Interview With Melissa Etheridge

After eight studio albums with approximately 27 million copies sold worldwide, two Grammys, one Oscar and one successful battle with breast cancer, it would be understandable if Melissa Etheridge wanted to hang up her guitar. But the 46-year-old rock star is about to release her ninth album, The Awakening, a personal and political journey that will be available on Sept. 25.

Framed by interludes that often sound like calls to spiritual enlightenment, The Awakening traces Etheridge's experiences from growing up in the Midwest to traveling to California in search of her Hollywood dream, to finding joy in love with her wife, Tammy Lynn Etheridge. The last four songs on the album, which segue seamlessly into each other, exhort listeners to wake up and make a change in the world — political anthems that actually work because of their sincerity and their big, arena-friendly sound.

But though Etheridge has become successful enough to justify globe-trotting tours in huge venues, she remains down-to-earth and committed to the causes she believes in. When I talked with her last month, she called me herself and started off by saying that she's a fan of AfterEllen.com and has been visiting it for some time.

"I just love how it's grown," she said. "Tammy turned me on to it years ago. She's like, 'Now, there's someone who gets me.'"

Before we talked about her new album and her body of activist work — her Oscar-winning song for Al Gore's An Inconvenient Truth; her support for Dennis Kucinich — I asked her whether Tammy was planning to get back into acting anytime soon.

"Sometimes I feel like I'm holding her hostage from the rest of the world, this incredible talent," Etheridge began, "and every night in the bathtub I get this performance of just her talking about her day, which is one of the most entertaining things in the world, and I always feel bad because everyone … should just be seeing my incredible wife."

Then Etheridge said: "Yes. She will return. She loves being a mother. It is her calling. She's a mother of twins, you know, which is huge! And it's constant, and it's relentless, and it doesn't let up. It's constant love and it's wonderful, but … it takes her everything she can just to get away for a half hour and try to write a blog."

Tammy's blog, Hollywood Farm Girl, caught some heat from the New York Post recently when she ranted against the Bush administration. "Her blog is keeping her sane right now," Etheridge said. "I think that … when she feels like the kids are old enough and she can put some time into something else, she's gonna just take off.

"And I mean, it's not just me as her wife saying this," Etheridge added, "but ask any of her friends and anyone who's ever worked with her. … Someday soon she will be able to put her time into the right project, the right thing, and everyone is just going to see how incredible she is."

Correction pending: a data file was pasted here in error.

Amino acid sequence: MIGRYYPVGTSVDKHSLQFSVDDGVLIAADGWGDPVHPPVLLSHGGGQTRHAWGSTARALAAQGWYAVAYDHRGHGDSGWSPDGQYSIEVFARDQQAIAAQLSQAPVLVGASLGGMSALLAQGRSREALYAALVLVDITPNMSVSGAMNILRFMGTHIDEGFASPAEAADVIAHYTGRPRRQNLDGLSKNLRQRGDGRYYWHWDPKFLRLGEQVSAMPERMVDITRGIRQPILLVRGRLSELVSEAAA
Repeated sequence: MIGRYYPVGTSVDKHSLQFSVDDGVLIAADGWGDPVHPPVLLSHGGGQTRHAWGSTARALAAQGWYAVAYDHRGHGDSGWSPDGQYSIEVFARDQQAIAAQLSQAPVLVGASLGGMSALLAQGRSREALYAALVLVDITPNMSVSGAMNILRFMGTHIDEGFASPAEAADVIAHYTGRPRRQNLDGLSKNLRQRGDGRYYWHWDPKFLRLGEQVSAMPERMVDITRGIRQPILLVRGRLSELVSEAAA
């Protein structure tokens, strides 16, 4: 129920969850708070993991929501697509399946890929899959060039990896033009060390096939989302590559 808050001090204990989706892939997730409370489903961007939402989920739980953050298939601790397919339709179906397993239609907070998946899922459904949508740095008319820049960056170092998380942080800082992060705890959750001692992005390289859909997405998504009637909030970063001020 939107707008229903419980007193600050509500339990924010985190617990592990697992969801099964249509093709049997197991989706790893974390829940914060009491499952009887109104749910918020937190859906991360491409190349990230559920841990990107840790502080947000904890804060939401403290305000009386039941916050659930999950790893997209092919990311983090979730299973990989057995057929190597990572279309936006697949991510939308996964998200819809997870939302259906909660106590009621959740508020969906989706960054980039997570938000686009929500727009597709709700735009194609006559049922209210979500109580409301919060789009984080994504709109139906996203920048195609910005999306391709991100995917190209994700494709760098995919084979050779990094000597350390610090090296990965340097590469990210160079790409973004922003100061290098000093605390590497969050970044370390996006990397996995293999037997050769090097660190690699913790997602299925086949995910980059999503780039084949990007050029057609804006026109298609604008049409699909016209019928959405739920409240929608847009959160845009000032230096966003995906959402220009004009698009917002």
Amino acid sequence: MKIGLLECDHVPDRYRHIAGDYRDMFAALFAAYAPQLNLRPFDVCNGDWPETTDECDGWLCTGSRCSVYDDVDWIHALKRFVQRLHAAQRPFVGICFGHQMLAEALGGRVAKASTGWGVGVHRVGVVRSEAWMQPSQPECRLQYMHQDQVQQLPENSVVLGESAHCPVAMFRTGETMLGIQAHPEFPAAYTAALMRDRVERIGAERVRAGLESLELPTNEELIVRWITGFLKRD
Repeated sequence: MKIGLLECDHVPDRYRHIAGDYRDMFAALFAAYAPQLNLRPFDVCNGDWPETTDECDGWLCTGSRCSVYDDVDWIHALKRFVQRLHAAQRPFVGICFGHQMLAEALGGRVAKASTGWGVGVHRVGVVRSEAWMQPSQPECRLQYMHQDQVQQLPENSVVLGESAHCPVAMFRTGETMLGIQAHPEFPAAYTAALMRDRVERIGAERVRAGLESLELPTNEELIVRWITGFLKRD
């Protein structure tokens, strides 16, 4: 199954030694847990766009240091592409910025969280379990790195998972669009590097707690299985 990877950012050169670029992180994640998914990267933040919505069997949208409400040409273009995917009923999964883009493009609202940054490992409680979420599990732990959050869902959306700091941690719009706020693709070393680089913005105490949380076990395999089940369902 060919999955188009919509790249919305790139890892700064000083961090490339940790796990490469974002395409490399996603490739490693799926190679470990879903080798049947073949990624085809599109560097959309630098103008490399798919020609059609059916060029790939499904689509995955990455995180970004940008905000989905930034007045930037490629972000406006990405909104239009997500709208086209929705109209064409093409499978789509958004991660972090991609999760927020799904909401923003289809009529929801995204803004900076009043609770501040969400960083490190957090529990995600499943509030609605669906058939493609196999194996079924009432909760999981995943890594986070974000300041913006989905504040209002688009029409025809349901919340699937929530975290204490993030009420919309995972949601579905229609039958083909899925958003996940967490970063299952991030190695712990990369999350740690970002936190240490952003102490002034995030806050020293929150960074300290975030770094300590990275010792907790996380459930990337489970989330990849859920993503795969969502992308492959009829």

AfterEllen.com: Let me ask you a bit about your new album. I thought it was really interesting because this is clearly a very, very spiritual album. How would you describe your spiritual practice these days?
Melissa Etheridge:
Mmm. Well that's been my journey and my joy, is finding that spiritual practice, and what I have found is that every single moment of my life is a spiritual practice.

My spirituality is not something I go to once a week. It's with me every moment, and once I let that in, once I got that and really understood it on a cellular level, there's immense joy and freedom there — just, just incredible, and it took a disease. It took a face-to-face with my mortality to get me there, but wow, it's a great place to be.

AE: A lot of your earlier songs, the really big hits, "Come to My Window," stuff like that, they're often about frustrated desire, which is something a lot of people can relate to. [Laughs.]
ME: Oh, yeah. Why do you think I sold 6 million of those records?

AE: Are worried that — because of the spiritual aspect of this album — people might not get it?
ME:
I know that some people might not get it. Some people might just like some of the music. Some people might get it on a very surface way: "Oh OK, I get what she's talking about."

You know, it will be a very different experience for everyone, and that's OK. It's like a book. It's there to read, and if you want to read it and understand — you will get what you want to out of it. It's like a painting. You look at it, if it moves you, it's up to you how you're going to take it in.

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